To identify the variety of sources listed in the guide, numerous searches were completed using the University of Hawaii's online catalog. Subject term searches included:
Key word searches were also completed in the catalog, using the names of key figures in the resurgence of Hawaiian tattooing: Keone Nunes and Tricia Allen. Hawaiian language key words were searched for the slave caste in ancient Hawaiʻi “kauwa” and "kākau uhi" for traditional Hawaiian tattooing. The Hawaiʻi Pacific Journal Index (HPJI) and existing bibliographies were examined for difficult to locate items. (When searching the catalog or HPJI, do not use diacritical marks in your search.)
Online databases for the Hawaiʻi State Library, Bishop Museum Archives and Library, the Hawaii State Archives, Hawaiian Historical Society and Hawaiian Mission Children's Society Library were broadly searched using the terms "tattoo" "traditional Hawaiian tattooing" and "kākau uhi."
The Bernice Pauahi Bishop Museum (BPBM), along with their archives and library, holds many of the world's best examples of primary source materials on the subject. One hundred and two records were returned on a search of the BPBM ethnology database. This generates a listing of collection items mostly identified under the object type "Tattoo Implement." This is the greatest resource of artifacts related to traditional Hawaiian tattooing. Twelve records were returned on a search of the BPBM Hawaiian Ethnographic Notes database. Fifteen records were generated in a report of photographs in the BPBM Archives when searching under keyword "tattoo" and "Photographs" collection.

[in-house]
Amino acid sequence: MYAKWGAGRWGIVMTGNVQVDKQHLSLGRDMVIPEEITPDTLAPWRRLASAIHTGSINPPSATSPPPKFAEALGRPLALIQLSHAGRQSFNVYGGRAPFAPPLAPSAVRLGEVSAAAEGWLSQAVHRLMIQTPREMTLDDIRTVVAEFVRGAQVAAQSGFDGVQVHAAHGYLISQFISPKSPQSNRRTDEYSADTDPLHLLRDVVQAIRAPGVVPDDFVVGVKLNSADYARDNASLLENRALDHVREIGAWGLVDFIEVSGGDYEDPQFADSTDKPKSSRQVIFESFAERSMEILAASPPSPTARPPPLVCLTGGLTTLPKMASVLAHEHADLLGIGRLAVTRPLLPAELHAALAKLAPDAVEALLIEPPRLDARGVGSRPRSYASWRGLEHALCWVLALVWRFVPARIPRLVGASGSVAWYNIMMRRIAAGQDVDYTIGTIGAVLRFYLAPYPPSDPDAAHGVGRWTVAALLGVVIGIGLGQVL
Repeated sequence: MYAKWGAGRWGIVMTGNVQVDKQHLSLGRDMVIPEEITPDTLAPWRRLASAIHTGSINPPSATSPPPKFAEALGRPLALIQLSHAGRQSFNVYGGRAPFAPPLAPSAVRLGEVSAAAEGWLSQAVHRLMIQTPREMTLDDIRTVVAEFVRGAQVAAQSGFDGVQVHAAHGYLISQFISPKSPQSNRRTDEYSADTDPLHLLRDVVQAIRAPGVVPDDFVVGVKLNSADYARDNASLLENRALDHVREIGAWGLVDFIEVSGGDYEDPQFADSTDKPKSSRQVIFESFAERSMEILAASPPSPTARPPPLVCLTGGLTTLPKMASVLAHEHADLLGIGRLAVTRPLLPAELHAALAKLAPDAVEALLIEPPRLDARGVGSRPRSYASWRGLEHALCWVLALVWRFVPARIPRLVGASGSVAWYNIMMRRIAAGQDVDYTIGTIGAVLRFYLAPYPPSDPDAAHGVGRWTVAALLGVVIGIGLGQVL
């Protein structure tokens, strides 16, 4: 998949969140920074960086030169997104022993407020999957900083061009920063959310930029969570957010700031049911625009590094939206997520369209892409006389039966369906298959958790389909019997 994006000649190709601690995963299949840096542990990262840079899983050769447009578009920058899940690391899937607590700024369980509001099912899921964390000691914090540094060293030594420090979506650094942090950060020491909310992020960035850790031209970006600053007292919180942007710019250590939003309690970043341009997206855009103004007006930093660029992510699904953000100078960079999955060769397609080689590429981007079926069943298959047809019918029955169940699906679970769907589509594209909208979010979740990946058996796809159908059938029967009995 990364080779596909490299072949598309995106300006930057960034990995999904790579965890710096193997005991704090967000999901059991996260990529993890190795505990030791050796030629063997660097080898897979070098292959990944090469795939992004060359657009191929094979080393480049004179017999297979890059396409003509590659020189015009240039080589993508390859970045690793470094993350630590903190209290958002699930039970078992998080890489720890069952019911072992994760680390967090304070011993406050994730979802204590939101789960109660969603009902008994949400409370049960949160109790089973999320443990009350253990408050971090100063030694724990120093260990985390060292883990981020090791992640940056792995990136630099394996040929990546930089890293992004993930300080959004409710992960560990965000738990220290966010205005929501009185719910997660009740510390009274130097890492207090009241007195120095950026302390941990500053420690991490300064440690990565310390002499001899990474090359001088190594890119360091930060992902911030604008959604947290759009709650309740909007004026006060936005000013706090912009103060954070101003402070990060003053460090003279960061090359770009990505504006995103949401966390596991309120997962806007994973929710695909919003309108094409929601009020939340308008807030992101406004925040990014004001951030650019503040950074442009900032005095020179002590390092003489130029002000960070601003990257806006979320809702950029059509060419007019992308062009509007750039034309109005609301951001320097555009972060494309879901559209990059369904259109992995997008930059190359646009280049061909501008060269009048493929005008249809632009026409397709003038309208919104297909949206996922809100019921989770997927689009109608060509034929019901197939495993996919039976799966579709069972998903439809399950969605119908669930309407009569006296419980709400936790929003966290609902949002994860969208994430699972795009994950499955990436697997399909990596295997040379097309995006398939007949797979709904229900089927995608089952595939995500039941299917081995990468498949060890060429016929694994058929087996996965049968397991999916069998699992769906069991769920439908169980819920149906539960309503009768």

Google books was searched using key words: "traditional Hawaiian tattooing" and "traditional Hawaii tattoo".
Sources in the bibliographies of Tricia Allen and Kenneth Emory's publications on Hawaiian tattooing were studied. Finally, the indexes for books on the Hawaiian Collection reference shelf at Hamilton Library were searched manually.